Auditors tell Senate KQ losses was predictable

September 24, 2015
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The auditor's who appeared before the Senate committee inquiring in to the affairs of Kenya Airways and who audited the company for four years between March 2011-2014 said the company's woes began three years ago/FILE
The auditor’s who appeared before the Senate committee inquiring in to the affairs of Kenya Airways and who audited the company for four years between March 2011-2014 said the company’s woes began three years ago/FILE

, NAIROBI, Kenya, Sep 24 – A team of auditors from PricewaterhouseCoopers (PWC) who appeared before a Senate committee said the losses made by the national carrier Kenya Airways (KQ) were expected but the magnitude was unprecedented.

The auditor’s who appeared before the Senate committee inquiring in to the affairs of Kenya Airways and who audited the company for four years between March 2011-2014 said the company’s woes began three years ago.

“What did I expect from 2015? I expected them to make a loss but not as significant as what was reported,” said one of the auditors.

The four Anne Erikson (Regional Senior Partner), Richard Njoroge (Partner), Edward Kerich (Assistant Director) and Marylinda Ngige (Manager) were hard-pressed to explain whether they offered any advice to the National carrier on realizing that it was on a downward trend.

Richard Njoroge said that when they took over from the Delloitte and Touche which had been conducting audit for 11 years the airline made a profit of Sh5b in the 2011/2012 financial year, but in the 2012/2013 the airline’s profits reduced to Sh2billion while in 2013/2014 financial year they made a loss of Sh10.8billio.

Njoroge attributed the losses to several factors including the economic crisis in the West which he said affected all airlines, the increase in fleet at a time when it was not conducive and also on fuel hedging which failed to work in some instances as fuel prices came down.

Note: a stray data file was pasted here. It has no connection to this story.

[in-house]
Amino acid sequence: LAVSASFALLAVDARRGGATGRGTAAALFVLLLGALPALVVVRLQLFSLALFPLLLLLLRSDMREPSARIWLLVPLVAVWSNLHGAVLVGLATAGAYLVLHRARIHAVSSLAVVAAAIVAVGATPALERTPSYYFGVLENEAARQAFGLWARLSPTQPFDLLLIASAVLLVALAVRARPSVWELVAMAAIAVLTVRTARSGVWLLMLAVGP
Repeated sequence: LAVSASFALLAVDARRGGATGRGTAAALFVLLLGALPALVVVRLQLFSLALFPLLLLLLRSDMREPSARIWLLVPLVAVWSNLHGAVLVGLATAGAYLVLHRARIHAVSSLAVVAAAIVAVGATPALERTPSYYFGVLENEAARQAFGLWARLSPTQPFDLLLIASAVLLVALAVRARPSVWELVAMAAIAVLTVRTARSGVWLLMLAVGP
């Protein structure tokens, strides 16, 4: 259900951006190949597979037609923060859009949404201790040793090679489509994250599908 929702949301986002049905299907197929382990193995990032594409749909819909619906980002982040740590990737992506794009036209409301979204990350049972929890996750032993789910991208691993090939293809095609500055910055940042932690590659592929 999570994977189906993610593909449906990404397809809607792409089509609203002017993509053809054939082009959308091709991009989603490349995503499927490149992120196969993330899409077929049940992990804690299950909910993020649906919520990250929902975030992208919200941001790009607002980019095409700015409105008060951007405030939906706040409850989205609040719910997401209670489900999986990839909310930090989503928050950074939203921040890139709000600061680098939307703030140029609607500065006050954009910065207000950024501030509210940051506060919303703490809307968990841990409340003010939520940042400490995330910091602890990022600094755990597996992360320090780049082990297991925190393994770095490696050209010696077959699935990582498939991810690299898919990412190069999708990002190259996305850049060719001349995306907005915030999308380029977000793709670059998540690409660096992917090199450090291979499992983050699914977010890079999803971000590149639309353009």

“They got into project Mawingu at a time when they thought the passenger numbers would increase but the business environment changed,” said Njoroge.

He also cited the Ebola outbreak which affected West Africa as having resulted in losses as most of the routes were closed.

“The loss in 2015 did not just happen, the airline has been making losses for the last three years,” added Njoroge.

The senators sought to find out what PWC did to rescue the airline.

“As Auditors who have been reporting a healthy balance sheet, are you saying you did not see any sign and you didn’t flag it?”asked Billow Kerrow (Mandera).

His sentiments were reiterated by committee chairman Anyang’ Nyong’o who questioned whether there were specific areas the airline needed to address to restore to its former glory.

The auditors however insisted their contract was limited to tackling financial issues which did not include giving advice on how to get out of any situation.

They also stated that that they had noted the deliberate efforts by various institutions among them government who were keen on keeping the airline afloat and hence their failure to report the issues.

Earlier in the day when representatives from Deloitte and Touche appeared before the same committee they allayed reports of fraud in the airline saying during the course of their probe they had not witnessed any.

“During the 10 years, there was no fraud,” said Samuel Onyango, the company’s CEO.

They also stated over the years, the joint agreement venture between the airline and KLM, had resulted in profits.

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